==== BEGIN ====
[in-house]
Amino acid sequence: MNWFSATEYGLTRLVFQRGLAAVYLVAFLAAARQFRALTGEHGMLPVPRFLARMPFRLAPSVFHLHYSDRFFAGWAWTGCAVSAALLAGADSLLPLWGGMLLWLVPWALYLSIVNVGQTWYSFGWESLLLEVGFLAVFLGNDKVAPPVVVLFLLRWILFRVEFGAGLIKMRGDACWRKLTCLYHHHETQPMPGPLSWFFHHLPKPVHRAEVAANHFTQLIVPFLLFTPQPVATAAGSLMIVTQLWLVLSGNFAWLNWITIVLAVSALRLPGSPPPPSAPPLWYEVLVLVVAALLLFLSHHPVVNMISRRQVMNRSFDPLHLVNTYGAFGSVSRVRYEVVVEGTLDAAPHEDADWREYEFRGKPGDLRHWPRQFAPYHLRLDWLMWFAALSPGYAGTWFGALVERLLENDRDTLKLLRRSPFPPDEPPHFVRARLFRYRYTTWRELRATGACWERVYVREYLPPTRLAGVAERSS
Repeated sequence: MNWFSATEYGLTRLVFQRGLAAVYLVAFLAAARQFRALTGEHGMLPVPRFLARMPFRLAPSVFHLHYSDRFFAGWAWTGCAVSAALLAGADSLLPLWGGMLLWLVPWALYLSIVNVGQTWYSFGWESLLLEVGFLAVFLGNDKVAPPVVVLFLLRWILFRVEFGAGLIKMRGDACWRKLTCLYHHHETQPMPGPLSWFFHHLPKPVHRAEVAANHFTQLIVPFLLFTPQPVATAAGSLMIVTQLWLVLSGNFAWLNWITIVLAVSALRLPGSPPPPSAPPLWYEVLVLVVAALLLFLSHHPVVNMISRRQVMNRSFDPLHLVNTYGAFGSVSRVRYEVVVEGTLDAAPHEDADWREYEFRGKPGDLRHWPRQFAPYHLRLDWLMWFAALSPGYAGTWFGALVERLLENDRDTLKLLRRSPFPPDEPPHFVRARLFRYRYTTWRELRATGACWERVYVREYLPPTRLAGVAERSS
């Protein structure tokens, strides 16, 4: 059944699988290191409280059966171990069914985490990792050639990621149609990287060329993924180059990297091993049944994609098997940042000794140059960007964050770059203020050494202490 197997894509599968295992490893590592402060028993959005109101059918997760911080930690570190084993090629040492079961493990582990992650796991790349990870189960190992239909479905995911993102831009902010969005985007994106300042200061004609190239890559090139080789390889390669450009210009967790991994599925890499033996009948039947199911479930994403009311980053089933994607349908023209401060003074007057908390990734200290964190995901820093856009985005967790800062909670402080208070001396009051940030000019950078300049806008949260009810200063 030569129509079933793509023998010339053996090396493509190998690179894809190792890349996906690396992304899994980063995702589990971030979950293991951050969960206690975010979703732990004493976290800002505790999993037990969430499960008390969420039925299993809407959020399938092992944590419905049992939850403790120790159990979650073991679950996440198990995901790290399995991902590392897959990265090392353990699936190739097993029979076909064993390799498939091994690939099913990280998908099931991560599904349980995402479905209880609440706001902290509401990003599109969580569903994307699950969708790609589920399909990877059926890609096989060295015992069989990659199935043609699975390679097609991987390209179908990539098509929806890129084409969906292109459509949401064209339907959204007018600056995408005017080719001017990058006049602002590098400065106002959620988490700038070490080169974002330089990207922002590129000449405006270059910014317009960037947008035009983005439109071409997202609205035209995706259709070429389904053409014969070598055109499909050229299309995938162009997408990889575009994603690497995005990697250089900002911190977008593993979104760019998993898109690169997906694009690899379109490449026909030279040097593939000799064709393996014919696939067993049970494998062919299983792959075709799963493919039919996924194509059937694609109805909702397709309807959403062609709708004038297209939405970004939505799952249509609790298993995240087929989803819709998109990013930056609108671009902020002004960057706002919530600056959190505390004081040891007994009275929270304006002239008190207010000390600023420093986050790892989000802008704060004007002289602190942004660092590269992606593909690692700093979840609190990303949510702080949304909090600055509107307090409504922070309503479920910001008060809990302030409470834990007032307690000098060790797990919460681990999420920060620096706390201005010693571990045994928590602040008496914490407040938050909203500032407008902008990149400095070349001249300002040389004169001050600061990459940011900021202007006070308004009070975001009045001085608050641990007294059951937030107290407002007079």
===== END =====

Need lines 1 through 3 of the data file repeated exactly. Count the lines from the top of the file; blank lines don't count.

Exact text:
[in-house]
Amino acid sequence: MNWFSATEYGLTRLVFQRGLAAVYLVAFLAAARQFRALTGEHGMLPVPRFLARMPFRLAPSVFHLHYSDRFFAGWAWTGCAVSAALLAGADSLLPLWGGMLLWLVPWALYLSIVNVGQTWYSFGWESLLLEVGFLAVFLGNDKVAPPVVVLFLLRWILFRVEFGAGLIKMRGDACWRKLTCLYHHHETQPMPGPLSWFFHHLPKPVHRAEVAANHFTQLIVPFLLFTPQPVATAAGSLMIVTQLWLVLSGNFAWLNWITIVLAVSALRLPGSPPPPSAPPLWYEVLVLVVAALLLFLSHHPVVNMISRRQVMNRSFDPLHLVNTYGAFGSVSRVRYEVVVEGTLDAAPHEDADWREYEFRGKPGDLRHWPRQFAPYHLRLDWLMWFAALSPGYAGTWFGALVERLLENDRDTLKLLRRSPFPPDEPPHFVRARLFRYRYTTWRELRATGACWERVYVREYLPPTRLAGVAERSS
Repeated sequence: MNWFSATEYGLTRLVFQRGLAAVYLVAFLAAARQFRALTGEHGMLPVPRFLARMPFRLAPSVFHLHYSDRFFAGWAWTGCAVSAALLAGADSLLPLWGGMLLWLVPWALYLSIVNVGQTWYSFGWESLLLEVGFLAVFLGNDKVAPPVVVLFLLRWILFRVEFGAGLIKMRGDACWRKLTCLYHHHETQPMPGPLSWFFHHLPKPVHRAEVAANHFTQLIVPFLLFTPQPVATAAGSLMIVTQLWLVLSGNFAWLNWITIVLAVSALRLPGSPPPPSAPPLWYEVLVLVVAALLLFLSHHPVVNMISRRQVMNRSFDPLHLVNTYGAFGSVSRVRYEVVVEGTLDAAPHEDADWREYEFRGKPGDLRHWPRQFAPYHLRLDWLMWFAALSPGYAGTWFGALVERLLENDRDTLKLLRRSPFPPDEPPHFVRARLFRYRYTTWRELRATGACWERVYVREYLPPTRLAGVAERSS